Go constants and JSON: To iota and back

By Bojan Živanović (bojanz)

Let’s talk constants! Today’s use case is bojanz/address.

Certain field labels vary from country to country. A PostalCode field is usually labelled “Postal code”, but in the US it is a “ZIP code”. A Region field might be labelled “State” or “Province”, among other options.

We store country-specific addressing rules in an address.Format struct, which tells us the labels to use. Here’s a simplified example:

type Format struct { Layout string `json:"layout,omitempty"` SublocalityType SublocalityType `json:"sublocality_type,omitempty"` LocalityType LocalityType `json:"locality_type,omitempty"` RegionType RegionType `json:"region_type,omitempty"` PostalCodeType PostalCodeType `json:"postal_code_type,omitempty"`

We want to predefine possible values, communicating to callers which labels they’ll need to prepare (and possibly translate). We also want these values to take as little memory as possible, since there will be around 200 address formats. This is a classic enum use case, implemented in Go via sets of constants.

I usually define constants at the top of the file which uses them, but since there’s around 30 possible constants here, I will create a const.go file and define them there. Here are 2 of the 4 types defined:

type LocalityType uint8 const ( LocalityTypeCity LocalityType = iota LocalityTypeDistrict LocalityTypePostTown LocalityTypeSuburb
) type PostalCodeType uint8 const ( PostalCodeTypePostal PostalCodeType = iota PostalCodeTypeEir PostalCodeTypePin PostalCodeTypeZip

Each constant name is prefixed with the type it belongs to. This groups possible values together in autocomplete dropdowns and documentation, and prevents name collisions (e.g. we have both a SublocalityTypeSuburb and a LocalityTypeSuburb).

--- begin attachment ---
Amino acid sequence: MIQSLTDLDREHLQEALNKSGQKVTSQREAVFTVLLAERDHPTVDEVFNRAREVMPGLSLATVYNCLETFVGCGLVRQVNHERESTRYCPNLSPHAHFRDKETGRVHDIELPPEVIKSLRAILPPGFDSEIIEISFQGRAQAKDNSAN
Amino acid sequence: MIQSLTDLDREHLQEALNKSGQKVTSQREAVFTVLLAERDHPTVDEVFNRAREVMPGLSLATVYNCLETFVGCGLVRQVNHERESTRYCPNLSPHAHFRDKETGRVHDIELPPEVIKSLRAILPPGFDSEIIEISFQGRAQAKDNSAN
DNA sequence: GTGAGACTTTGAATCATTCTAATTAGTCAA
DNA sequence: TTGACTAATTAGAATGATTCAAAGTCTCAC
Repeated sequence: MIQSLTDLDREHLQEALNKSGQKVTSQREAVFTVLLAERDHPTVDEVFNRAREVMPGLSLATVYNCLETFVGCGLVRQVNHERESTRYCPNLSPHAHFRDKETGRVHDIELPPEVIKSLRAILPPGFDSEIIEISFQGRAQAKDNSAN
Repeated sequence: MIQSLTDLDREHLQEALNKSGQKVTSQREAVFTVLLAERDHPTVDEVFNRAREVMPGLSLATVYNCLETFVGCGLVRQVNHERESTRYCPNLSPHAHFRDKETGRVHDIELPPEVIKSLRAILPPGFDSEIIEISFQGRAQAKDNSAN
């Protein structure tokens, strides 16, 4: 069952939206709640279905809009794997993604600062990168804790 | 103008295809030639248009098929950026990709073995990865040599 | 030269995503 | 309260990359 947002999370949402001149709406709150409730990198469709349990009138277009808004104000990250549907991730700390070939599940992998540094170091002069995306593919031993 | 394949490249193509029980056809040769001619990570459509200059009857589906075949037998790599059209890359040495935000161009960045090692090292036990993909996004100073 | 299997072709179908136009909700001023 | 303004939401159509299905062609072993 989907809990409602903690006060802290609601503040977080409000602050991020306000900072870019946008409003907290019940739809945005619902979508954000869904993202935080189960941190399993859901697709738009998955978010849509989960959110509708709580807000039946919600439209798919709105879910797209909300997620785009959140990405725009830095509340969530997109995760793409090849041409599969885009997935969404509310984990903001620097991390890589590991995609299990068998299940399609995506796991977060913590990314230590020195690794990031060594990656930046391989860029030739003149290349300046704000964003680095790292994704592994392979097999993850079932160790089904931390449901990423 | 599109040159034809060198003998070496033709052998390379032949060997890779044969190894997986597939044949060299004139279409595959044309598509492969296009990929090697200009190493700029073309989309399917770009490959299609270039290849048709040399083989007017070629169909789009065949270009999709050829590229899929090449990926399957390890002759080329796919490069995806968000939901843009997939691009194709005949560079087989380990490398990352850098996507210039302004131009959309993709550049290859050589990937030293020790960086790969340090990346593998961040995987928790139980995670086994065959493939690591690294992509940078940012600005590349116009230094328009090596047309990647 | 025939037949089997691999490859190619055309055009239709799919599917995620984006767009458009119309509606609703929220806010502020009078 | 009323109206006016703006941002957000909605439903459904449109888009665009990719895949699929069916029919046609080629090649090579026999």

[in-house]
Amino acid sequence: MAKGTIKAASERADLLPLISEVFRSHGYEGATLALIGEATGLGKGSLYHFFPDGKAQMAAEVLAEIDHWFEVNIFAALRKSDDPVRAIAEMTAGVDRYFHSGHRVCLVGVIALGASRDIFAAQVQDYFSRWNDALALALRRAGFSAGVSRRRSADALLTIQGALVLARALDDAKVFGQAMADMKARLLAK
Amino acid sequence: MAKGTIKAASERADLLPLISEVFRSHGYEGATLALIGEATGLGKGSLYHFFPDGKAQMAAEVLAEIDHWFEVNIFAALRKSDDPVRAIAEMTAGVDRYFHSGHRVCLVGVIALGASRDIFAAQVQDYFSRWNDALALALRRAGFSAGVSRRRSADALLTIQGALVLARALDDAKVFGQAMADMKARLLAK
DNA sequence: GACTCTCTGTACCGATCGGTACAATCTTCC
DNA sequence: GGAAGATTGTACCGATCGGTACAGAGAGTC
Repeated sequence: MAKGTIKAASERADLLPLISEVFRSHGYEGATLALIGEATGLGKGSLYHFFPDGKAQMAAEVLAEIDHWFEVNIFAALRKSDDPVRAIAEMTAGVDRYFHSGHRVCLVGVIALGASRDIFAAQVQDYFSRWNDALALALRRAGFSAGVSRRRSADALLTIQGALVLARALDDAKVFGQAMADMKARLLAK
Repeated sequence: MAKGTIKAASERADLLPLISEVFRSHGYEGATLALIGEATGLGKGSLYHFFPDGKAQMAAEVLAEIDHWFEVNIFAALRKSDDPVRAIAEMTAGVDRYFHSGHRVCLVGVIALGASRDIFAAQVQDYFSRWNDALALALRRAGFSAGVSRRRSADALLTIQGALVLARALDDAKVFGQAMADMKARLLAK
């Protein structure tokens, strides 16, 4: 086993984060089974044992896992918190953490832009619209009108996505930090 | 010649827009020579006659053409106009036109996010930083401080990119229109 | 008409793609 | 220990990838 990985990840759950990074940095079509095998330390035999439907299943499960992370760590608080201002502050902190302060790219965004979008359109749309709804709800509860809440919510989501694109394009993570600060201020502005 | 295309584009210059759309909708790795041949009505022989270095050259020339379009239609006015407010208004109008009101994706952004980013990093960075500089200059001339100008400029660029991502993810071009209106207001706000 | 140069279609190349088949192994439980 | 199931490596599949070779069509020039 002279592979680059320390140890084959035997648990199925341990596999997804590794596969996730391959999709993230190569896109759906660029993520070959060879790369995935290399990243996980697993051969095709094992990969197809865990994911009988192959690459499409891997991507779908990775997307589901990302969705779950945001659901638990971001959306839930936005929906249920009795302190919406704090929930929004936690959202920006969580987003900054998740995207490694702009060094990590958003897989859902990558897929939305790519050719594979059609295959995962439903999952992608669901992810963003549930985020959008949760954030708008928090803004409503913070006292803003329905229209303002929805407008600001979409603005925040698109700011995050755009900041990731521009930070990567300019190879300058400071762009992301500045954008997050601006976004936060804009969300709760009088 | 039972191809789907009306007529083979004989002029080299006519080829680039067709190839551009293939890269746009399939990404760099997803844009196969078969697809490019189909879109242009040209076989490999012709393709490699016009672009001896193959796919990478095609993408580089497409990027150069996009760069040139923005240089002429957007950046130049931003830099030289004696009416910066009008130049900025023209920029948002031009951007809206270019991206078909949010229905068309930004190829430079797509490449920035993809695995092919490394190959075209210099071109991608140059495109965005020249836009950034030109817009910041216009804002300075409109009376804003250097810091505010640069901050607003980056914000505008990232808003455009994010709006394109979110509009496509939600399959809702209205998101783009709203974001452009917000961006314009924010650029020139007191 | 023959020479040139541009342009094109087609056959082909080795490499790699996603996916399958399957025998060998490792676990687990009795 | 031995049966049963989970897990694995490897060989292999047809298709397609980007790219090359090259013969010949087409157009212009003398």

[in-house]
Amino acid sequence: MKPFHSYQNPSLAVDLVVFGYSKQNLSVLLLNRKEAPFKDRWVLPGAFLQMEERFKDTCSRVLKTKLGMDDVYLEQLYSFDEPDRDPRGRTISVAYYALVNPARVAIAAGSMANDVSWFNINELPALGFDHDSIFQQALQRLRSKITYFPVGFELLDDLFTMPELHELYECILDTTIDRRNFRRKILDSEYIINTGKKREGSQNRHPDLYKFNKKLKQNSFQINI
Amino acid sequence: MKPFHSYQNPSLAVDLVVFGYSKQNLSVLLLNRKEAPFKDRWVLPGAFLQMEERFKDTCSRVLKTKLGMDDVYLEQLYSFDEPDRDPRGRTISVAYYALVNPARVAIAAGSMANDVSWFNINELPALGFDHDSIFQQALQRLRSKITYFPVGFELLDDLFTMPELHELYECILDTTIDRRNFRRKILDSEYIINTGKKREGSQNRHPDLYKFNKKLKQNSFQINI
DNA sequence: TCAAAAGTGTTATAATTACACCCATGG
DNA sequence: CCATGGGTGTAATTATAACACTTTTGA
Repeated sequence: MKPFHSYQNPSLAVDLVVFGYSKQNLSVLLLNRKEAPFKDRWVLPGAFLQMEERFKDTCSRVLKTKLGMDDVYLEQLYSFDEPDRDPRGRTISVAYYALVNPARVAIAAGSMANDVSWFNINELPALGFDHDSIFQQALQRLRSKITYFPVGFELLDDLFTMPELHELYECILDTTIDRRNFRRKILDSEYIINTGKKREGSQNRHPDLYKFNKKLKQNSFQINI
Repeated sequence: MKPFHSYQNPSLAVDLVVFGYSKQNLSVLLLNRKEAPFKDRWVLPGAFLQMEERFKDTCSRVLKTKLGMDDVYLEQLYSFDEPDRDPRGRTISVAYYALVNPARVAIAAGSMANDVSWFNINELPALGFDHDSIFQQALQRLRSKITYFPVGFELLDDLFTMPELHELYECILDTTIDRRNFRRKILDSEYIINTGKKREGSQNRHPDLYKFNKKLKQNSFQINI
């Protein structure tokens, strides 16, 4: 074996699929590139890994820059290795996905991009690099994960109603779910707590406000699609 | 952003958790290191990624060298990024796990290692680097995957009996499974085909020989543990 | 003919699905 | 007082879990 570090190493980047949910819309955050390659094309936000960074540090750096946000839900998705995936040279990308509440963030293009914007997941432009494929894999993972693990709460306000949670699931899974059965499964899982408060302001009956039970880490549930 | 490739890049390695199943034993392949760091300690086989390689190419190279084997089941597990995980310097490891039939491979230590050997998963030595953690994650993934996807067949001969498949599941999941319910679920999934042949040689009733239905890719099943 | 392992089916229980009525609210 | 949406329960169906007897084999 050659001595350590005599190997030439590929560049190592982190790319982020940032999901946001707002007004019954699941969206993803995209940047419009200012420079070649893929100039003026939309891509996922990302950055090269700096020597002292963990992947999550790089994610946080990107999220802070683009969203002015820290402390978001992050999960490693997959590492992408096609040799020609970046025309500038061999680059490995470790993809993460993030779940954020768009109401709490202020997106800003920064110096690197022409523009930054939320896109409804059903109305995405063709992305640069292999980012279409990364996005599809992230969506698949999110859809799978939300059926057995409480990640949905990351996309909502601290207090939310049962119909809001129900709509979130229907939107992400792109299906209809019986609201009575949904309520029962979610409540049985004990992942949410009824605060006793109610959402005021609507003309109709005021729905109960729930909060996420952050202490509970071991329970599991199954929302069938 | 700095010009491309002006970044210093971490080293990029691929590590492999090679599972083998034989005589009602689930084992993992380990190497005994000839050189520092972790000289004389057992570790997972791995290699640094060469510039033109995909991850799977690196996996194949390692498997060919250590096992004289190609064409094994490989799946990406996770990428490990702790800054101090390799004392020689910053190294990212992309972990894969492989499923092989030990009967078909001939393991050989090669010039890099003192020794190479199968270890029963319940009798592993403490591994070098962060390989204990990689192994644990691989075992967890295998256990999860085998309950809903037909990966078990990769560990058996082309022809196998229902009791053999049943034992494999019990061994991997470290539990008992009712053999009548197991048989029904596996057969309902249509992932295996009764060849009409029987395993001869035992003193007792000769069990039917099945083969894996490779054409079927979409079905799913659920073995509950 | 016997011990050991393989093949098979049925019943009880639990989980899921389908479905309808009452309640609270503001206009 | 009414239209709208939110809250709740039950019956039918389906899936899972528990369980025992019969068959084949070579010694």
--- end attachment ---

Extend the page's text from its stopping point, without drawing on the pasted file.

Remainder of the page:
We use a uint8 for minimal memory usage, each value is only 1 byte. The iota keyword allows us to assign a numeric value to each constant, starting from 0, without having to type out the numbers ourselves. All this has another great benefit: the zero value is useful, allowing us to leave out default values:

var formats = map[string]Format{ Layout: "%1\n%2\n%3\n%P %L", // We can delete the next lines, they match default/zero values.
	LocalityType: LocalityTypeCity, PostalCodeType: PostalCodeTypePostal,

And thanks to “omitempty” in the JSON struct tags, when marshaling the formats to JSON (e.g. to power a frontend widget), all zero values will be left out, reducing the size of the payload.

There’s only one problem remaining. Since the types are uint8 under the hood, that’s how they’ll be converted to JSON. A “postal_code_type” will be “3” instead of “zip”. This makes it harder for the frontend to understand the data, and it makes the values positional, where a new value added before the end would reindex all following values, breaking client code.

The easiest way to fix this is to define MarshalText and UnmarshalText methods for our types, converting the values to/from strings when marshalled to JSON, XML, and other formats.

We start by defining a fixed-size array which holds a name for each numeric value:

type LocalityType uint8 const ( LocalityTypeCity LocalityType = iota LocalityTypeDistrict LocalityTypePostTown LocalityTypeSuburb
) var localityTypeNames = [...]string{"city", "district", "post_town", "suburb"}

An array saves us a bit of memory compared to a slice. Note the “[…]” trick to avoid specifying a count. Now let’s use it:

func (l LocalityType) String() string { if int(l) >= len(localityTypeNames) { return "" } return localityTypeNames[l]
} // MarshalText implements the encoding.TextMarshaler interface.
func (l LocalityType) MarshalText() ([]byte, error) { return []byte(l.String()), nil
} // UnmarshalText implements the encoding.TextUnmarshaler interface.
func (l *LocalityType) UnmarshalText(b []byte) error { aux := string(b) for i, name := range localityTypeNames { if name == aux { *l = LocalityType(i) return nil } } return fmt.Errorf("invalid locality type %q", aux)

At this point some of you might be thinking “I could have used Stringer to generate these names for me”. But that wouldn’t solve the problem, since Stringer (as its name says) only generates String() methods, leaving MarshalText() and UnmarshalText() unimplemented.

And there we have it, fast and flexible JSON-ready constants. For bonus points, take a look at const_test.go in the package for matching tests.